base layer offers more flexibility than one thick long sleeved base
layer.
When arriving at your accommodation for the night, it is a good practice to
have a separate set of clothing to change into. In principle do not mix these
'evening' clothing with your walking clothing (your fleece and outer layer
expected). This way you always have a dry set to wear and there is nothing
nicer at the end of a lousy and rainy day to chance into dry clothing. Getting
into the damp or wet walking clothing next morning is another matter, but
changes are dry clothing would be wet in a few hours anyway.
However, it is practical to choose items for your 'evening' clothing that
can supplements your walking outfit, for instance a long sleeved shirt to
supplement your insulation layer when it gets really cold, or a short sleeved
shirt for the unexpected warm spell.
Colour of your clothing: The clothing you wear determines if you are visible
for others. Safety wise it is preferable to wear clothing that will make you
easy to spot. In case you have an accident you are easier to find and there is
little change that a trigger happy hunter mistakes you for wildlife. Colours
like dark blue, black, brown, etc are to be avoided because they tend to blend
into the background, especially in low light conditions.
Ladies: Over the years I have heard a lot of male comments on the amount of
underwear carried by female walkers. What these guys appear to forget is that
their state of the art equipment needed for their manhood (GPS, handheld
computer, multiple lenses for the camera, mobile phone, multi tool knife and so
much light weight equipment that it weights a ton) is far heavier than a couple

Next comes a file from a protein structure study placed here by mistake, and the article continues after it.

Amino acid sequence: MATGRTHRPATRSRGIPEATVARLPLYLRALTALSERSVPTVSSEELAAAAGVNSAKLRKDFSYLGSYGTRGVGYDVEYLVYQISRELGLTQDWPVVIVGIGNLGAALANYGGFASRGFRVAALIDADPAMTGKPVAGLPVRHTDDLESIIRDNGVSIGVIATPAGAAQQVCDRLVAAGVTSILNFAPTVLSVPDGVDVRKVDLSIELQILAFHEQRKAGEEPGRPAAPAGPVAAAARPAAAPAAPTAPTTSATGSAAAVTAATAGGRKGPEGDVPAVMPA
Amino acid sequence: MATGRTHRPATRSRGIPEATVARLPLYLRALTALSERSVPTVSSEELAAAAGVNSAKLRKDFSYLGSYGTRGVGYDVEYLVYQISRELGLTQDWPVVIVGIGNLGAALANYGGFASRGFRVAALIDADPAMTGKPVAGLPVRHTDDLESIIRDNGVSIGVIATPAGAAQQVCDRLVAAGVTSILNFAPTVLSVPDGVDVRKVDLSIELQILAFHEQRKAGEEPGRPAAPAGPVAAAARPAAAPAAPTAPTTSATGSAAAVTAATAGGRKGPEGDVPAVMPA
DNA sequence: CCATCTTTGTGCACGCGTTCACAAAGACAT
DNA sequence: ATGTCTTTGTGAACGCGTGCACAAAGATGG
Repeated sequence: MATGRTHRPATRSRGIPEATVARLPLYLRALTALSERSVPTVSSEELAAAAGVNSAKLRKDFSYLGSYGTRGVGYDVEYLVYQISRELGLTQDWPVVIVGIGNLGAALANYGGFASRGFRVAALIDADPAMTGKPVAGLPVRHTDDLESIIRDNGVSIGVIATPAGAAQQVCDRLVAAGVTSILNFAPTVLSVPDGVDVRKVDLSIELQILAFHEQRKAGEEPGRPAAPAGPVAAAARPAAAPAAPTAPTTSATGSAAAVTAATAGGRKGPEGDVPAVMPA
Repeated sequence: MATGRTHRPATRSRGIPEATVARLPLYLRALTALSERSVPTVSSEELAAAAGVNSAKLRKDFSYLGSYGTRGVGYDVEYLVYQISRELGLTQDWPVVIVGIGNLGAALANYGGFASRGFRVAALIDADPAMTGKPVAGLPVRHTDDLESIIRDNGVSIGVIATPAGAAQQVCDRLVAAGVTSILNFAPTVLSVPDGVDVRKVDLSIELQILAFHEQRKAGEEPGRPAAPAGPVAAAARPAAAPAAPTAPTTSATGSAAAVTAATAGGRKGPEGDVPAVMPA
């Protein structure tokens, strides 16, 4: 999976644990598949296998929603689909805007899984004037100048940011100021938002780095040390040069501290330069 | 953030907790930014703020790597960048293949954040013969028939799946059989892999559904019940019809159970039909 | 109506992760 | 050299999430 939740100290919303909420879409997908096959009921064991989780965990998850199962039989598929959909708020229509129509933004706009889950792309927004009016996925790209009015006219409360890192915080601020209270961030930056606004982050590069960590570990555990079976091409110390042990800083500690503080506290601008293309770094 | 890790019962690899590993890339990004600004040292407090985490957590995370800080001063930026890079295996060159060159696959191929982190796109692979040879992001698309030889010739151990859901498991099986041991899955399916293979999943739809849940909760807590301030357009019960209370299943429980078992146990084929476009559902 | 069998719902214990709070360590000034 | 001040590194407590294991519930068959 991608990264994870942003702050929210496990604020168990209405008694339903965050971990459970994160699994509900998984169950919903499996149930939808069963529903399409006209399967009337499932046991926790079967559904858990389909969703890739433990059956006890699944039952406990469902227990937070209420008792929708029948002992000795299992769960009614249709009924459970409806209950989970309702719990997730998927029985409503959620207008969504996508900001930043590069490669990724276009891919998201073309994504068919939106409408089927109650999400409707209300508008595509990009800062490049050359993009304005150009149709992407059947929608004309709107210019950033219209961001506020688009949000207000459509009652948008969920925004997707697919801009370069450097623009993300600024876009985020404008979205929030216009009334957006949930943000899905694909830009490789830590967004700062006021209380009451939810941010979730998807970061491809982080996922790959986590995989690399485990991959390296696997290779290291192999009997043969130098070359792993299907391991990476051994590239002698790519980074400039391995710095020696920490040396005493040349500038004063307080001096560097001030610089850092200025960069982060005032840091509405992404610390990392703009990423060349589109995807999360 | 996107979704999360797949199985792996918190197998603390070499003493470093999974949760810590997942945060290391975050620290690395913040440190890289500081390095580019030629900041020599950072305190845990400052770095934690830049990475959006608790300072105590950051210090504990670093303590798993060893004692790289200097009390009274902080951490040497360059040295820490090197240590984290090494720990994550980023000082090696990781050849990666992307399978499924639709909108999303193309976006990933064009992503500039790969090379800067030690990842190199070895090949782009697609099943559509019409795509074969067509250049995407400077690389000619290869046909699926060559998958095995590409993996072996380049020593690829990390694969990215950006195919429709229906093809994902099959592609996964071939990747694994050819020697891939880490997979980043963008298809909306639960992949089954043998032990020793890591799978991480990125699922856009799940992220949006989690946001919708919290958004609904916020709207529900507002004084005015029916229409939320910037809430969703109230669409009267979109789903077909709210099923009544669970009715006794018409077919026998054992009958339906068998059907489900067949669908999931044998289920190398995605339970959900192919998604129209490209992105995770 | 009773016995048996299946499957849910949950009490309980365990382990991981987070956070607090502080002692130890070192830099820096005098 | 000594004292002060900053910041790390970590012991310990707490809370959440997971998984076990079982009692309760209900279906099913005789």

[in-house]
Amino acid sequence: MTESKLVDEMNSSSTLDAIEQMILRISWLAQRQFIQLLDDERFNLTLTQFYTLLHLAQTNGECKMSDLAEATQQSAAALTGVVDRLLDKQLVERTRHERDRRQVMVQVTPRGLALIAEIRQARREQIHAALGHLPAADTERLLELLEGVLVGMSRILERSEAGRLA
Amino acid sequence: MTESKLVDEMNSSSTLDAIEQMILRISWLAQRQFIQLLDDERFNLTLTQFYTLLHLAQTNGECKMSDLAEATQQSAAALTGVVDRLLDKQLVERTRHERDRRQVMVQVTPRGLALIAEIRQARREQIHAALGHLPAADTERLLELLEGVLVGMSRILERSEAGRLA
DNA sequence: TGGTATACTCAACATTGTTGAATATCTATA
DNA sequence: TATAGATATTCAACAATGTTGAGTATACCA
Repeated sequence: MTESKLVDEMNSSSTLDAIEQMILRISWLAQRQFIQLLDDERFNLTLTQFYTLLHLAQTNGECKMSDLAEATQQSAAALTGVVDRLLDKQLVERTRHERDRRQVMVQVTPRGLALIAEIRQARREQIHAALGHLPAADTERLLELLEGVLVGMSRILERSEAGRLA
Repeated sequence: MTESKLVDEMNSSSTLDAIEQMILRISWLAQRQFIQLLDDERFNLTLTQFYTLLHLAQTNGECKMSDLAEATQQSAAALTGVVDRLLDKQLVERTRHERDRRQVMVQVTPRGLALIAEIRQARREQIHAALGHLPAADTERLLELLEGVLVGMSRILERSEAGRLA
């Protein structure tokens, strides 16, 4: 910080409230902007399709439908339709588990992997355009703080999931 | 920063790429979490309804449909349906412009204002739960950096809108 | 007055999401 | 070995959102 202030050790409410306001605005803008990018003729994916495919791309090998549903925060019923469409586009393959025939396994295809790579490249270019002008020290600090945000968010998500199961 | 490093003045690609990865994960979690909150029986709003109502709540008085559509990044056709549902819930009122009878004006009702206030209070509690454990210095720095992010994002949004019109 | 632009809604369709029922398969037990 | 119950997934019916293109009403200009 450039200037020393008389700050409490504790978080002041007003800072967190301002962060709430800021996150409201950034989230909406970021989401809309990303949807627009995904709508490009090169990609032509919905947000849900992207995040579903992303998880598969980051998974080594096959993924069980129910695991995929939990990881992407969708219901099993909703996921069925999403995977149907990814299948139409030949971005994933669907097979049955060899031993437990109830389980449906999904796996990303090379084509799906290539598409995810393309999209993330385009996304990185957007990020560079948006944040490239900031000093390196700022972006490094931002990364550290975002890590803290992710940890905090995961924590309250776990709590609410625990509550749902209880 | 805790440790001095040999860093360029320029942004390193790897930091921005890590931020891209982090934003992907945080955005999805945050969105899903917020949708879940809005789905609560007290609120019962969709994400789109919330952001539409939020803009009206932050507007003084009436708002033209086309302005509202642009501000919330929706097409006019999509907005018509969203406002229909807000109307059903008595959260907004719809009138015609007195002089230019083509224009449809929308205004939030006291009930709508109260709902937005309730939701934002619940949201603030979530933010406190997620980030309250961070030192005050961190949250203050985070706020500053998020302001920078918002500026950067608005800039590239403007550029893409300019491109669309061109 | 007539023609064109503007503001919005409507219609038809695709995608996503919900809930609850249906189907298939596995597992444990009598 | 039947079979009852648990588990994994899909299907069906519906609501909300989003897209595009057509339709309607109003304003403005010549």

of underpants. So ladies, go for it.


Backpack
A backpack is an essential item for your walking expedition. It contains and
protects almost all of your gear. Filled it weights somewhere between 12 and 20
kilos, so it is quite a burden and you want it to be comfortable. Actually the
backpack is most likely the heaviest item of your luggage, weighing between 2.5
and 3.5 kilos.
Size; how many liters: Backpacks come in different sizes. Which size to take
depends on the kind of trip you intend to take:

15-40 liters daypack
40-60 liters
pack for weekend trip
60-80 liters
hiking pack
80-100 liters
pack for extended hikes without much possibility to obtain supplies

The last pack is more specialized gear. When you go walking often you will need a
day pack and a hiking pack. The hiking pack can also be used on a weekend trip.

When buying a backpack be careful not to get a getting a bigger backpack than you
actually need; the backpack by itself will be heavier, probably more costly and
the temptation will be fill all that extra space. This of course will increase
your burden.

There is a direct relation between the volume of a backpack and the size of the
wearer. Because of the short torso length of a small person, the height of his/her
backpack will also be shorter which translates into a lower volume. With a tall
person with a long torso this translates into a higher volume. Most
manufacturers have models designed for females; wider hip support and shoulder